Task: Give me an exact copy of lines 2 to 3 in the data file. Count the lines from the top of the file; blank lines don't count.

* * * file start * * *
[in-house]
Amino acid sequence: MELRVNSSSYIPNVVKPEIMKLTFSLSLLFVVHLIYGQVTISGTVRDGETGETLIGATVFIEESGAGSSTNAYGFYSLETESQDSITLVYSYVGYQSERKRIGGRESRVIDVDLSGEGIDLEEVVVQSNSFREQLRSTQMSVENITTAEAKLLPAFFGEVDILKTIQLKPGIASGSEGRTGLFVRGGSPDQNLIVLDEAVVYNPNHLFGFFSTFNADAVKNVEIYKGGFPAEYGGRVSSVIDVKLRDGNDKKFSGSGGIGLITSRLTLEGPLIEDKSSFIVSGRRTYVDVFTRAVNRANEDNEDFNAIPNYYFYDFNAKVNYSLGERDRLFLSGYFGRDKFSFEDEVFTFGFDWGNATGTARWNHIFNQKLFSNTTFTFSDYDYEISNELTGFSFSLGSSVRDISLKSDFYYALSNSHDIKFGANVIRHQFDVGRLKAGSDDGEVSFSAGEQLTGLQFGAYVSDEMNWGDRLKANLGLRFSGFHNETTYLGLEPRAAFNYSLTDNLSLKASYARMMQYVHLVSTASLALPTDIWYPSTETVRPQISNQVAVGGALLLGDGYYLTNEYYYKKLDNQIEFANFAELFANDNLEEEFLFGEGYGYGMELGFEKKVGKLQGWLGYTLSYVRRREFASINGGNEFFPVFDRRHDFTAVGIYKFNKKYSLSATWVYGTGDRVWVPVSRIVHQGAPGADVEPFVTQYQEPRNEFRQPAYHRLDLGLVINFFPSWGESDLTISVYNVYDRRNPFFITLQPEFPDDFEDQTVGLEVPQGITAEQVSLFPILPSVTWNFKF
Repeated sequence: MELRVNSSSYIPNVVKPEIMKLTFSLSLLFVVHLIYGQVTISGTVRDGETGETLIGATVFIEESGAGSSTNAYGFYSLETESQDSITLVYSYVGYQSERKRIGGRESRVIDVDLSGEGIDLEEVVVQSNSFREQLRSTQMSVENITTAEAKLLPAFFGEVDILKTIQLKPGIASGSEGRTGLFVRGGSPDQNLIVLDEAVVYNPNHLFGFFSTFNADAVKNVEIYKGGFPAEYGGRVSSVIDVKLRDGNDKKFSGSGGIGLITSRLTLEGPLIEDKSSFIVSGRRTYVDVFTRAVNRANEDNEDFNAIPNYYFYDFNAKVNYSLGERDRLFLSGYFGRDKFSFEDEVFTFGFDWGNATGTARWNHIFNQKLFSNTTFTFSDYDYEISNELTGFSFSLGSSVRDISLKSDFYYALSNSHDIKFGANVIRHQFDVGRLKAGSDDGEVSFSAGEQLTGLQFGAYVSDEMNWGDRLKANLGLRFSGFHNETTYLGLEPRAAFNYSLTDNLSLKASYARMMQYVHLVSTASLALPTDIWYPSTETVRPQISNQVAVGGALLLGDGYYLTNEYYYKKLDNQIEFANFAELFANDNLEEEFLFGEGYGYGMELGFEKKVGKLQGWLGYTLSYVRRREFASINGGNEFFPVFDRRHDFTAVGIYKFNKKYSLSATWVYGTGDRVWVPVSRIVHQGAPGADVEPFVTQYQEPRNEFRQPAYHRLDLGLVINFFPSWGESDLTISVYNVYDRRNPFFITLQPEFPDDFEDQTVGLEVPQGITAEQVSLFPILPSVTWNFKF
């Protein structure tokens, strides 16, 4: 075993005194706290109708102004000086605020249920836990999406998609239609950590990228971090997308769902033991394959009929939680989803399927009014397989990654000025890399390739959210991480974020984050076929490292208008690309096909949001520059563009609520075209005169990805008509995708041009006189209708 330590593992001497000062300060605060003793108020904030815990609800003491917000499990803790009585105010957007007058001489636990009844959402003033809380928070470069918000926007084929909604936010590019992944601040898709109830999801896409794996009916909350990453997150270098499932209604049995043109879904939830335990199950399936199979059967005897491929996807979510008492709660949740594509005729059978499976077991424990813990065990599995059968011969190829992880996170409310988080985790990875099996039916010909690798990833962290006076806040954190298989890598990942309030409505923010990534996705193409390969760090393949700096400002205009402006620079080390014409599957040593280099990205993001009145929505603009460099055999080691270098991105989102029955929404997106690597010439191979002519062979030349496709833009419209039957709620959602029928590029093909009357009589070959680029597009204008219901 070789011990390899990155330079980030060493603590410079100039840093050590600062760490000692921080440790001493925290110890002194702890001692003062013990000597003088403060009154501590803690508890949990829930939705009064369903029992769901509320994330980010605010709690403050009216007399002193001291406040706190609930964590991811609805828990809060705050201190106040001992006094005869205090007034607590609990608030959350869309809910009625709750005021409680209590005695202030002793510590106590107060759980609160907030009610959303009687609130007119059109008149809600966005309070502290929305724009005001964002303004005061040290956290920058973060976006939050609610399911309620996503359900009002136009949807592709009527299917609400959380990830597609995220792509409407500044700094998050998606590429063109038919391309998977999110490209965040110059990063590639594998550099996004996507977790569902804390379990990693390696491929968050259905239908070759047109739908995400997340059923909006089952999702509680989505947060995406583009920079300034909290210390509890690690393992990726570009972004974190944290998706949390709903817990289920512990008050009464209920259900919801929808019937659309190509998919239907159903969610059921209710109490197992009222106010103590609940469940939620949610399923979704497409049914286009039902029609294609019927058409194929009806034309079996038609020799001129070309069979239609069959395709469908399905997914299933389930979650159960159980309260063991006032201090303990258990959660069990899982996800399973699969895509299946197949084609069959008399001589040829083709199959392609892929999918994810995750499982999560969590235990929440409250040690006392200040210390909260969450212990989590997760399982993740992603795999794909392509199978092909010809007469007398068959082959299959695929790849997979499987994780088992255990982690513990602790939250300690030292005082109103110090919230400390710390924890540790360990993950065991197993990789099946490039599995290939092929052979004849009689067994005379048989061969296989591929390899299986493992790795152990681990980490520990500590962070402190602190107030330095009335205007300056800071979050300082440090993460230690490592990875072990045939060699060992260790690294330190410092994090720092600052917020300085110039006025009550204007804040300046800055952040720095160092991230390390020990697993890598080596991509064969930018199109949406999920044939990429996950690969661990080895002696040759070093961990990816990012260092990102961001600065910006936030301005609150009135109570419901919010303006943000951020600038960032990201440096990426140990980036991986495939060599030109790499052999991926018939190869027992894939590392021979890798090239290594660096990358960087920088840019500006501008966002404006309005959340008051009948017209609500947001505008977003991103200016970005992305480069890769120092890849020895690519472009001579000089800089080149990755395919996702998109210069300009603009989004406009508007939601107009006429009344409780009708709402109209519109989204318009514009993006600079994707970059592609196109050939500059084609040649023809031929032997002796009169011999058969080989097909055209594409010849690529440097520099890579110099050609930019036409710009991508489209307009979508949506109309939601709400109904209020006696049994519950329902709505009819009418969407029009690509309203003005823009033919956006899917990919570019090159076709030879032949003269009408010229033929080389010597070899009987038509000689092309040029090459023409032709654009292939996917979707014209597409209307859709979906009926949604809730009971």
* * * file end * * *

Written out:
Amino acid sequence: MELRVNSSSYIPNVVKPEIMKLTFSLSLLFVVHLIYGQVTISGTVRDGETGETLIGATVFIEESGAGSSTNAYGFYSLETESQDSITLVYSYVGYQSERKRIGGRESRVIDVDLSGEGIDLEEVVVQSNSFREQLRSTQMSVENITTAEAKLLPAFFGEVDILKTIQLKPGIASGSEGRTGLFVRGGSPDQNLIVLDEAVVYNPNHLFGFFSTFNADAVKNVEIYKGGFPAEYGGRVSSVIDVKLRDGNDKKFSGSGGIGLITSRLTLEGPLIEDKSSFIVSGRRTYVDVFTRAVNRANEDNEDFNAIPNYYFYDFNAKVNYSLGERDRLFLSGYFGRDKFSFEDEVFTFGFDWGNATGTARWNHIFNQKLFSNTTFTFSDYDYEISNELTGFSFSLGSSVRDISLKSDFYYALSNSHDIKFGANVIRHQFDVGRLKAGSDDGEVSFSAGEQLTGLQFGAYVSDEMNWGDRLKANLGLRFSGFHNETTYLGLEPRAAFNYSLTDNLSLKASYARMMQYVHLVSTASLALPTDIWYPSTETVRPQISNQVAVGGALLLGDGYYLTNEYYYKKLDNQIEFANFAELFANDNLEEEFLFGEGYGYGMELGFEKKVGKLQGWLGYTLSYVRRREFASINGGNEFFPVFDRRHDFTAVGIYKFNKKYSLSATWVYGTGDRVWVPVSRIVHQGAPGADVEPFVTQYQEPRNEFRQPAYHRLDLGLVINFFPSWGESDLTISVYNVYDRRNPFFITLQPEFPDDFEDQTVGLEVPQGITAEQVSLFPILPSVTWNFKF
Repeated sequence: MELRVNSSSYIPNVVKPEIMKLTFSLSLLFVVHLIYGQVTISGTVRDGETGETLIGATVFIEESGAGSSTNAYGFYSLETESQDSITLVYSYVGYQSERKRIGGRESRVIDVDLSGEGIDLEEVVVQSNSFREQLRSTQMSVENITTAEAKLLPAFFGEVDILKTIQLKPGIASGSEGRTGLFVRGGSPDQNLIVLDEAVVYNPNHLFGFFSTFNADAVKNVEIYKGGFPAEYGGRVSSVIDVKLRDGNDKKFSGSGGIGLITSRLTLEGPLIEDKSSFIVSGRRTYVDVFTRAVNRANEDNEDFNAIPNYYFYDFNAKVNYSLGERDRLFLSGYFGRDKFSFEDEVFTFGFDWGNATGTARWNHIFNQKLFSNTTFTFSDYDYEISNELTGFSFSLGSSVRDISLKSDFYYALSNSHDIKFGANVIRHQFDVGRLKAGSDDGEVSFSAGEQLTGLQFGAYVSDEMNWGDRLKANLGLRFSGFHNETTYLGLEPRAAFNYSLTDNLSLKASYARMMQYVHLVSTASLALPTDIWYPSTETVRPQISNQVAVGGALLLGDGYYLTNEYYYKKLDNQIEFANFAELFANDNLEEEFLFGEGYGYGMELGFEKKVGKLQGWLGYTLSYVRRREFASINGGNEFFPVFDRRHDFTAVGIYKFNKKYSLSATWVYGTGDRVWVPVSRIVHQGAPGADVEPFVTQYQEPRNEFRQPAYHRLDLGLVINFFPSWGESDLTISVYNVYDRRNPFFITLQPEFPDDFEDQTVGLEVPQGITAEQVSLFPILPSVTWNFKF